This article is a good example of the kind of story about nudity that’s common in the US. It’s somewhat of a pseudo-intellectual rumination that appeared (unsurprisingly) in the NY Times. The writer focuses on the type of nudity that appeared in the late 1960s at events like Woodstock. In some ways, a little progress has been made. For instance, “The women who would have been violating decency statutes by going topless at Woodstock in 1969 would now, in a majority of American states, be free to bare their nipples in public.” (While that may be correct in legal terms, the supposed freedom, obviously, is almost never exercised.) It’s not clear how much lasting effect Woodstock-like nudity has actually had, although public nudity does occur in limited circumstances, such as WNBR and occasional special events in New York City. (None of this is mentioned in the article.) The writer concludes, of course, with the sign-off that seems de rigueur in the US:

    I could never have been one of those naked people at Woodstock or Altamont or anywhere, really. … I went swimming with a group of pals who first removed their bathing suits and slung them, as was then the custom, around their necks. It did feel thrilling and slightly illicit and pleasurable, as everyone promised, that unfettered freedom of bobbing around naked in the ocean. But if I am being honest, it felt much better afterward to get dressed.

Recent articles on nudity and naturism, 8/25/19

  • Naked podcasting and body acceptance
    What I’ve learned about body confidence from hosting almost 50 naked podcast recordings
    Two professional journalist women who were concerned about how many other women were also concerned with body acceptance issues decided in 2017 to start a series of podcasts to address the issues. So far over 50 podcasts have been done, with interviews of about 40 women. Both hosts and guests are naked for all interviews. A blurb for the series reads: “The podcast features experiences of disability, life changing illness, relationships, health, fitness and mental health. They are all gripping stories; often emotional, sometimes hilarious and always empowering.” One of the presenters, Kat, initially found the nudity difficult. But now she states “I feel very comfortable with my body and with nudity, so much so that I recently took part in a life drawing class where I was the model.”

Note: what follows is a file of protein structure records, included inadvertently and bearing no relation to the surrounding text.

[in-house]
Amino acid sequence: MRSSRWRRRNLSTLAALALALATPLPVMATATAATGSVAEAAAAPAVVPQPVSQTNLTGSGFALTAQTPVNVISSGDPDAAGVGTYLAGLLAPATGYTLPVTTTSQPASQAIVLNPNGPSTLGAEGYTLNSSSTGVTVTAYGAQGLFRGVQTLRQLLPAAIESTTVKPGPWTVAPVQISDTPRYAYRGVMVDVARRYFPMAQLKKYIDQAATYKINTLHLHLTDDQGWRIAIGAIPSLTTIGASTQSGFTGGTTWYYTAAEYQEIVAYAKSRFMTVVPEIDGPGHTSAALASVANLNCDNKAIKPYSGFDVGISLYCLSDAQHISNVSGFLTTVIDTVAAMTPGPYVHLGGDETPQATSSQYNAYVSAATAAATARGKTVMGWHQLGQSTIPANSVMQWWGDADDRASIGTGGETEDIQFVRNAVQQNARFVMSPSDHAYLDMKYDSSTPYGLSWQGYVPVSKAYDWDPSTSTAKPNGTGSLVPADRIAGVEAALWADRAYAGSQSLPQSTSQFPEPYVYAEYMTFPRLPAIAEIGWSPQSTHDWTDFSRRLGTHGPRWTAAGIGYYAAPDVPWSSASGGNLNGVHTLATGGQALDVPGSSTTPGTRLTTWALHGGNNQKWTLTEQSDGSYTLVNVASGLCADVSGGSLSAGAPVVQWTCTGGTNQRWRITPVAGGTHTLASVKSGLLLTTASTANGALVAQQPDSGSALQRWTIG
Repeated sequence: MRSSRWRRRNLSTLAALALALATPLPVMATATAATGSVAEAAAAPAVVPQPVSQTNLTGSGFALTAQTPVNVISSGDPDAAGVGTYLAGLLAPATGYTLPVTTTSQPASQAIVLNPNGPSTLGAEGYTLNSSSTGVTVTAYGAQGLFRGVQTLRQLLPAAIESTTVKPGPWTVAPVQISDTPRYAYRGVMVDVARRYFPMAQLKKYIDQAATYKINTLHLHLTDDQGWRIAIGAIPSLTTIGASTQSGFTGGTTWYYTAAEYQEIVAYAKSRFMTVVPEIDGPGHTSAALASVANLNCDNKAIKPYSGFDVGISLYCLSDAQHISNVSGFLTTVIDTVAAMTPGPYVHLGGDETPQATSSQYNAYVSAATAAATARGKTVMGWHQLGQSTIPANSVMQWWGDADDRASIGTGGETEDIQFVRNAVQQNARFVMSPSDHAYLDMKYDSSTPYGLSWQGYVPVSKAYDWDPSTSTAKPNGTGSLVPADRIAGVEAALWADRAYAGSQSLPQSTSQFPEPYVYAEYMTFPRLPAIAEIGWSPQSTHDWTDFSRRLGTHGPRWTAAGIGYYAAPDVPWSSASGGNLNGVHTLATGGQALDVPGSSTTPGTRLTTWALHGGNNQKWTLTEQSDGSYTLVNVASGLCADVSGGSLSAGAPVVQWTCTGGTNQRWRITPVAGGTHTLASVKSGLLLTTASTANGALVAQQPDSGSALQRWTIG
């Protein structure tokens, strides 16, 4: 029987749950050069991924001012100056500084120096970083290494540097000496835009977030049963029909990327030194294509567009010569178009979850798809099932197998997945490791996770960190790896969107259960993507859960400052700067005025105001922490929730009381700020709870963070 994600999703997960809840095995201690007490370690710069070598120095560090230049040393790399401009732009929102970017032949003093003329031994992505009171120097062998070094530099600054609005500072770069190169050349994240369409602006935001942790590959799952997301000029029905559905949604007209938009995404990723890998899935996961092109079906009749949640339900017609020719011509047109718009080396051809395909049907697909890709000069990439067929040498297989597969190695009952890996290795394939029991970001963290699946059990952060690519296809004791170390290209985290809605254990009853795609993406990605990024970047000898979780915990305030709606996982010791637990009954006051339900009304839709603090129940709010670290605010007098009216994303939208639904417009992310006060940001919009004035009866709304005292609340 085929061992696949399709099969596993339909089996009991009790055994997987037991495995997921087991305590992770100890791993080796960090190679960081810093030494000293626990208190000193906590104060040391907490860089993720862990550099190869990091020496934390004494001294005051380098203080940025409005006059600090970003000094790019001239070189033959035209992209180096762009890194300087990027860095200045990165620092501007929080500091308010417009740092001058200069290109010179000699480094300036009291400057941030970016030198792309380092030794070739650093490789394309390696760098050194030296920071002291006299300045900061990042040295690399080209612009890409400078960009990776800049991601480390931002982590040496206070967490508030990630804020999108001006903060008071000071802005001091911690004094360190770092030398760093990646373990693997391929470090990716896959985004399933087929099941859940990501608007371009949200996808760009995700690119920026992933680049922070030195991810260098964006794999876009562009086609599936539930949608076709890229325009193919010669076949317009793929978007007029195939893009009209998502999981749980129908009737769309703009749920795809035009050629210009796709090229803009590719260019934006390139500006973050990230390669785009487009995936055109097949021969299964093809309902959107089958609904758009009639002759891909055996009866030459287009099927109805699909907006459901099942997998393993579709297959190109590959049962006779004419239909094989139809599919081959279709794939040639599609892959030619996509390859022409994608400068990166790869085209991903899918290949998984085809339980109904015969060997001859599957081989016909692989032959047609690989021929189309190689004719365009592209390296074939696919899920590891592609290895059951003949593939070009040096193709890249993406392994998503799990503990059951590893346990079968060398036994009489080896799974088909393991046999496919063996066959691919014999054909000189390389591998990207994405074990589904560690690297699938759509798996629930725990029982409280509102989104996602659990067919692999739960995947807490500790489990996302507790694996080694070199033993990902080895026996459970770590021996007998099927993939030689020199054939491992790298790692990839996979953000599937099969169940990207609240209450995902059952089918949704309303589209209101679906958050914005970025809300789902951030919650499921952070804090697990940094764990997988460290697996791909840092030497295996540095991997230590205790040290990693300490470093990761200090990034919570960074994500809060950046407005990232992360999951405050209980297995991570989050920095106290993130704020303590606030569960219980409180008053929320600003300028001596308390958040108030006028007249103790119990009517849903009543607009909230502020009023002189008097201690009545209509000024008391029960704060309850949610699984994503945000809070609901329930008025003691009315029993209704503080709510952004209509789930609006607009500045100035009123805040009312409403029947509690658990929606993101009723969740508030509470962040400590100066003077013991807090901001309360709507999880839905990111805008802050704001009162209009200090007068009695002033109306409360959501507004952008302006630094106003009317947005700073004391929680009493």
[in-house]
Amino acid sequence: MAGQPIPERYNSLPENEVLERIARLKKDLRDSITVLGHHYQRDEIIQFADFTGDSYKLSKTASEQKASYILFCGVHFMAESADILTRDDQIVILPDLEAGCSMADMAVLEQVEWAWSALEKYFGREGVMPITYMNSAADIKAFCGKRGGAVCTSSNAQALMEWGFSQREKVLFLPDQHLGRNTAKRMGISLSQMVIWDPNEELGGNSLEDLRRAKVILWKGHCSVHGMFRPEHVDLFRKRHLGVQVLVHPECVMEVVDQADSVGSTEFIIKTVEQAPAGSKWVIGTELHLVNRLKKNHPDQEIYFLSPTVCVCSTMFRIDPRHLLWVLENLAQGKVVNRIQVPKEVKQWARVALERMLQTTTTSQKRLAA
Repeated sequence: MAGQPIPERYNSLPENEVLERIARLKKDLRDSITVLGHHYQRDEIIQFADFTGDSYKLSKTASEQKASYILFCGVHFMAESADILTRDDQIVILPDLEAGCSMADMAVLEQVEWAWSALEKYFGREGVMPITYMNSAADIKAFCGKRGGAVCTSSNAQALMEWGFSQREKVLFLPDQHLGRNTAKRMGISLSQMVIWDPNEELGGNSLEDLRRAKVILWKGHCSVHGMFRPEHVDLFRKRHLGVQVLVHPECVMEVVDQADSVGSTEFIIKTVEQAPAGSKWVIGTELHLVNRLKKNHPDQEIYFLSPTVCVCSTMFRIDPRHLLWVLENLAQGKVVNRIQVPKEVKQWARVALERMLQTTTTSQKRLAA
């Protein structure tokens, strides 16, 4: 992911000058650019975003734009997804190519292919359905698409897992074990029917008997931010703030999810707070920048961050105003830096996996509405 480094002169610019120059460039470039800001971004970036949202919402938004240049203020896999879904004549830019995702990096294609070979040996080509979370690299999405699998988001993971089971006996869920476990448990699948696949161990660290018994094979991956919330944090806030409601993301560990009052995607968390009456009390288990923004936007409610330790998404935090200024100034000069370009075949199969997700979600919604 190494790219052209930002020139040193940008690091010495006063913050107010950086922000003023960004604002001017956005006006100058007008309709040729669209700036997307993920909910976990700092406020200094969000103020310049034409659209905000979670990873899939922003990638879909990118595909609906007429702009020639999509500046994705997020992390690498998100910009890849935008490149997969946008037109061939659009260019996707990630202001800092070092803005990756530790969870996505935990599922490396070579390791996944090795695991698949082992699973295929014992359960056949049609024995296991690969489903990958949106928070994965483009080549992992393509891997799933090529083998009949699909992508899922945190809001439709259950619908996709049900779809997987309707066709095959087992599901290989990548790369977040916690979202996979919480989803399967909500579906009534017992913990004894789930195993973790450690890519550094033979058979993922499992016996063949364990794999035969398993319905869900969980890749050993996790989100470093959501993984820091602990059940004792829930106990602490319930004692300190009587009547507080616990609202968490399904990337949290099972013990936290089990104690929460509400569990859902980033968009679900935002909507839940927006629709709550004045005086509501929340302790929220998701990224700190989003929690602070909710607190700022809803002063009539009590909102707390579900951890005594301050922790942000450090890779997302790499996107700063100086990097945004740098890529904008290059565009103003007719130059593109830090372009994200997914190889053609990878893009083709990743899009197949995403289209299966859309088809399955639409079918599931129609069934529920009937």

• Can nudity be an obsession?
    So, What’s the Deal with My Obsession with Nudity? It’s a Thing!
    Yes, it can. And that’s not necessarily bad. People are often obsessed – and possibly with good reason – with a number of things, such as their family, their job, their hobbies, the novel they’re trying to write, planning the “ultimate” vacation – and so on. Of course, there are ways that obsessions can be problematical – if they cause a person to neglect things that shouldn’t be neglected, if they are detrimental to anyone’s health or well being, if they are in pursuit of unachievable ends. So where does an obsession with nudity fit in? You shouldn’t ignore the possible problems, which exist because of our society’s irrational aversion to nudity. So you need to get a good understanding of what’s involved if you are seriously interested in social nudity. And in order to do that, you have to learn as much as you can about it first – which may mean an “obsessive” effort on your part, if only for a short time.

  • Naturism 101
    Tear Down the Walls